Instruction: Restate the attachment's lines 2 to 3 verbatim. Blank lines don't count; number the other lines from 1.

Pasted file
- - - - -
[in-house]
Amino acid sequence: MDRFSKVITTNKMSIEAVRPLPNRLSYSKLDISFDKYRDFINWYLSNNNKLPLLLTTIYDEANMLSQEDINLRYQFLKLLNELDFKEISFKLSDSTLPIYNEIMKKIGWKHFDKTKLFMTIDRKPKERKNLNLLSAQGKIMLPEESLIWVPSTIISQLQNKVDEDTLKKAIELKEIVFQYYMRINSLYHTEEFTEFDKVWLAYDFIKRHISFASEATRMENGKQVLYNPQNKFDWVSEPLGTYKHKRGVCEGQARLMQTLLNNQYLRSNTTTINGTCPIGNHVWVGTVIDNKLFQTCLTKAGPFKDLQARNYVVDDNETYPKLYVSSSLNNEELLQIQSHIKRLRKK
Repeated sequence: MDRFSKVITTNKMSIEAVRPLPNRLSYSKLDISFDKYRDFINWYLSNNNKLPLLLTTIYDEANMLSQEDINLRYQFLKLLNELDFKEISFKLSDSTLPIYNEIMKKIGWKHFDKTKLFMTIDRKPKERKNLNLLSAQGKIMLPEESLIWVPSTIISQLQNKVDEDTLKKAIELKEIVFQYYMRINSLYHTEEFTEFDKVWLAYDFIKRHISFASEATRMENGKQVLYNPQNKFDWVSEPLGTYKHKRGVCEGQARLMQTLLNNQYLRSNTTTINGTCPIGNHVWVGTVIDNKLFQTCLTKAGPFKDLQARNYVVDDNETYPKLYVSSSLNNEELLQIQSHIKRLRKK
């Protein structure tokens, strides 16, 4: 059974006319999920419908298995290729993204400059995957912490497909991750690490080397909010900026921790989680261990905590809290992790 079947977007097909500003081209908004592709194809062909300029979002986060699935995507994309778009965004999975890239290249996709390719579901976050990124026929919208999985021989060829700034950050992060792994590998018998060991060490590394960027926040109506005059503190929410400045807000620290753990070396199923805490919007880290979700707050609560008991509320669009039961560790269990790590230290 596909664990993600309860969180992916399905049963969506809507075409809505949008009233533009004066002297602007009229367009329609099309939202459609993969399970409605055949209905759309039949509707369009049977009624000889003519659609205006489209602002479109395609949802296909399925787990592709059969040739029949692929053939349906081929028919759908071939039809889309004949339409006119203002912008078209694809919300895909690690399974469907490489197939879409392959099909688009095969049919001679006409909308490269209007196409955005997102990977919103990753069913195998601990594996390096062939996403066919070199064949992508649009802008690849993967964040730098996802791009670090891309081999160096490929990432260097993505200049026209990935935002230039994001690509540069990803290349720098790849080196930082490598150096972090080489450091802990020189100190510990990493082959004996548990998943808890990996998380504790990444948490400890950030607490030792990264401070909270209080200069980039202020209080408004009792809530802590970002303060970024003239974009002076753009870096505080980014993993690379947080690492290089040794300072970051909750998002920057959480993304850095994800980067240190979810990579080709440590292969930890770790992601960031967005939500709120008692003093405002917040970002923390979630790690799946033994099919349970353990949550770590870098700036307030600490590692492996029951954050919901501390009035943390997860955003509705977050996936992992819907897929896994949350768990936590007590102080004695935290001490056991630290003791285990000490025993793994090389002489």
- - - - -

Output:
Amino acid sequence: MDRFSKVITTNKMSIEAVRPLPNRLSYSKLDISFDKYRDFINWYLSNNNKLPLLLTTIYDEANMLSQEDINLRYQFLKLLNELDFKEISFKLSDSTLPIYNEIMKKIGWKHFDKTKLFMTIDRKPKERKNLNLLSAQGKIMLPEESLIWVPSTIISQLQNKVDEDTLKKAIELKEIVFQYYMRINSLYHTEEFTEFDKVWLAYDFIKRHISFASEATRMENGKQVLYNPQNKFDWVSEPLGTYKHKRGVCEGQARLMQTLLNNQYLRSNTTTINGTCPIGNHVWVGTVIDNKLFQTCLTKAGPFKDLQARNYVVDDNETYPKLYVSSSLNNEELLQIQSHIKRLRKK
Repeated sequence: MDRFSKVITTNKMSIEAVRPLPNRLSYSKLDISFDKYRDFINWYLSNNNKLPLLLTTIYDEANMLSQEDINLRYQFLKLLNELDFKEISFKLSDSTLPIYNEIMKKIGWKHFDKTKLFMTIDRKPKERKNLNLLSAQGKIMLPEESLIWVPSTIISQLQNKVDEDTLKKAIELKEIVFQYYMRINSLYHTEEFTEFDKVWLAYDFIKRHISFASEATRMENGKQVLYNPQNKFDWVSEPLGTYKHKRGVCEGQARLMQTLLNNQYLRSNTTTINGTCPIGNHVWVGTVIDNKLFQTCLTKAGPFKDLQARNYVVDDNETYPKLYVSSSLNNEELLQIQSHIKRLRKK